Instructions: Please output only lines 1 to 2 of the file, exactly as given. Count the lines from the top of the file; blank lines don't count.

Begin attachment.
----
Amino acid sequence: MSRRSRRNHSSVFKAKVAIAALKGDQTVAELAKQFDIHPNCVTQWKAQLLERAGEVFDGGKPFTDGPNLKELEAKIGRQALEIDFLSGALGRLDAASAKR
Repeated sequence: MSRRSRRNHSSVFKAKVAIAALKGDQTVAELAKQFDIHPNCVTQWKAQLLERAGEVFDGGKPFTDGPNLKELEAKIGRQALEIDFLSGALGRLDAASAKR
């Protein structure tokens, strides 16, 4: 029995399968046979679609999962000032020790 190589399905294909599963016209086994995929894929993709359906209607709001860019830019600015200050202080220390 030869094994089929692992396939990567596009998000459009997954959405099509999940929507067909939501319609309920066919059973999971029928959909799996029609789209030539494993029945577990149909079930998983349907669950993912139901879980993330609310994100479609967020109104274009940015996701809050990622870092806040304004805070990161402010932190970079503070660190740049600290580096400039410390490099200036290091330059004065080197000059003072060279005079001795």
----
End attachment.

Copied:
Amino acid sequence: MSRRSRRNHSSVFKAKVAIAALKGDQTVAELAKQFDIHPNCVTQWKAQLLERAGEVFDGGKPFTDGPNLKELEAKIGRQALEIDFLSGALGRLDAASAKR
Repeated sequence: MSRRSRRNHSSVFKAKVAIAALKGDQTVAELAKQFDIHPNCVTQWKAQLLERAGEVFDGGKPFTDGPNLKELEAKIGRQALEIDFLSGALGRLDAASAKR